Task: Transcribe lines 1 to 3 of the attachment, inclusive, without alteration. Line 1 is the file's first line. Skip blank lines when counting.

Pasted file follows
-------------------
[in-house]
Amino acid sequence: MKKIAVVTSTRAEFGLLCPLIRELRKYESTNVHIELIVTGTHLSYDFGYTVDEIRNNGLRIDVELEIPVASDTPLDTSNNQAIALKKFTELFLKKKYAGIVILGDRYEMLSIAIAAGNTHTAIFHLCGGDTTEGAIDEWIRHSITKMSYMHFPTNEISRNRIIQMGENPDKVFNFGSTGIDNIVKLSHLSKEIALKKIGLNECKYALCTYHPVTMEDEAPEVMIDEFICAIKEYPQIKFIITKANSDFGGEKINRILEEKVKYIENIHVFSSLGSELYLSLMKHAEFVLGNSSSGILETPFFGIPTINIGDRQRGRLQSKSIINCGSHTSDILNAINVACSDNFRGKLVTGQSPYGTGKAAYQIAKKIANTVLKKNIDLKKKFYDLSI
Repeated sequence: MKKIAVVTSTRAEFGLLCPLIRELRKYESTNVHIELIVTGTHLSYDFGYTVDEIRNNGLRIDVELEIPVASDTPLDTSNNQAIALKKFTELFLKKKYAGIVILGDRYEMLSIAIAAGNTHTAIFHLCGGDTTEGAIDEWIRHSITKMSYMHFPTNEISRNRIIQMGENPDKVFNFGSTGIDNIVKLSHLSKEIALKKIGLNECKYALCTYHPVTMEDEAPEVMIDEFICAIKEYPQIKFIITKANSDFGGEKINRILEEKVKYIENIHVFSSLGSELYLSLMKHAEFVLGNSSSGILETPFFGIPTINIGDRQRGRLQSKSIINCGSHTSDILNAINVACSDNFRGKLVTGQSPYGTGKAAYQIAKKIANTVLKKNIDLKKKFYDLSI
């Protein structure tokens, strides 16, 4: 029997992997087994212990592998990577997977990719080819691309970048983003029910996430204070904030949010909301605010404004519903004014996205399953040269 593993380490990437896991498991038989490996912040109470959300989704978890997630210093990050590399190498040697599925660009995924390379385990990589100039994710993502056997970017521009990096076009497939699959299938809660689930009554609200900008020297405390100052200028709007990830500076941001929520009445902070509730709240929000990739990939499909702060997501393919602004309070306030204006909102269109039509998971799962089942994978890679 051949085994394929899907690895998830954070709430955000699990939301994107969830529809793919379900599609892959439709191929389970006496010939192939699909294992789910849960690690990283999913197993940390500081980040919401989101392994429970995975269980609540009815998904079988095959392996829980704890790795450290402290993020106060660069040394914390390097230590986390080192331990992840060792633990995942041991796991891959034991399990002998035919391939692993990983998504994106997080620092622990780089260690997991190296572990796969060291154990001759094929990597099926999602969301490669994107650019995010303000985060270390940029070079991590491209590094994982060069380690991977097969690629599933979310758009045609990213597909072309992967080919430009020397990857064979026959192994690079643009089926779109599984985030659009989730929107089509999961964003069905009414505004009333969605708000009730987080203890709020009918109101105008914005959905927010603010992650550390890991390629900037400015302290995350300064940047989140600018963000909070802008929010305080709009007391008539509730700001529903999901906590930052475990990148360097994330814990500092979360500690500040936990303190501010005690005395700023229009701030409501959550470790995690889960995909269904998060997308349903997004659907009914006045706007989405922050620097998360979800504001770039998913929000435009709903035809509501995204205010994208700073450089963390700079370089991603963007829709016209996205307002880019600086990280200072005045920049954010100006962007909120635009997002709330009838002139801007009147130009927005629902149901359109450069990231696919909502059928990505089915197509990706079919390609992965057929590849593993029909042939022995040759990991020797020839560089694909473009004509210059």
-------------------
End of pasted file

[in-house]
Amino acid sequence: MKKIAVVTSTRAEFGLLCPLIRELRKYESTNVHIELIVTGTHLSYDFGYTVDEIRNNGLRIDVELEIPVASDTPLDTSNNQAIALKKFTELFLKKKYAGIVILGDRYEMLSIAIAAGNTHTAIFHLCGGDTTEGAIDEWIRHSITKMSYMHFPTNEISRNRIIQMGENPDKVFNFGSTGIDNIVKLSHLSKEIALKKIGLNECKYALCTYHPVTMEDEAPEVMIDEFICAIKEYPQIKFIITKANSDFGGEKINRILEEKVKYIENIHVFSSLGSELYLSLMKHAEFVLGNSSSGILETPFFGIPTINIGDRQRGRLQSKSIINCGSHTSDILNAINVACSDNFRGKLVTGQSPYGTGKAAYQIAKKIANTVLKKNIDLKKKFYDLSI
Repeated sequence: MKKIAVVTSTRAEFGLLCPLIRELRKYESTNVHIELIVTGTHLSYDFGYTVDEIRNNGLRIDVELEIPVASDTPLDTSNNQAIALKKFTELFLKKKYAGIVILGDRYEMLSIAIAAGNTHTAIFHLCGGDTTEGAIDEWIRHSITKMSYMHFPTNEISRNRIIQMGENPDKVFNFGSTGIDNIVKLSHLSKEIALKKIGLNECKYALCTYHPVTMEDEAPEVMIDEFICAIKEYPQIKFIITKANSDFGGEKINRILEEKVKYIENIHVFSSLGSELYLSLMKHAEFVLGNSSSGILETPFFGIPTINIGDRQRGRLQSKSIINCGSHTSDILNAINVACSDNFRGKLVTGQSPYGTGKAAYQIAKKIANTVLKKNIDLKKKFYDLSI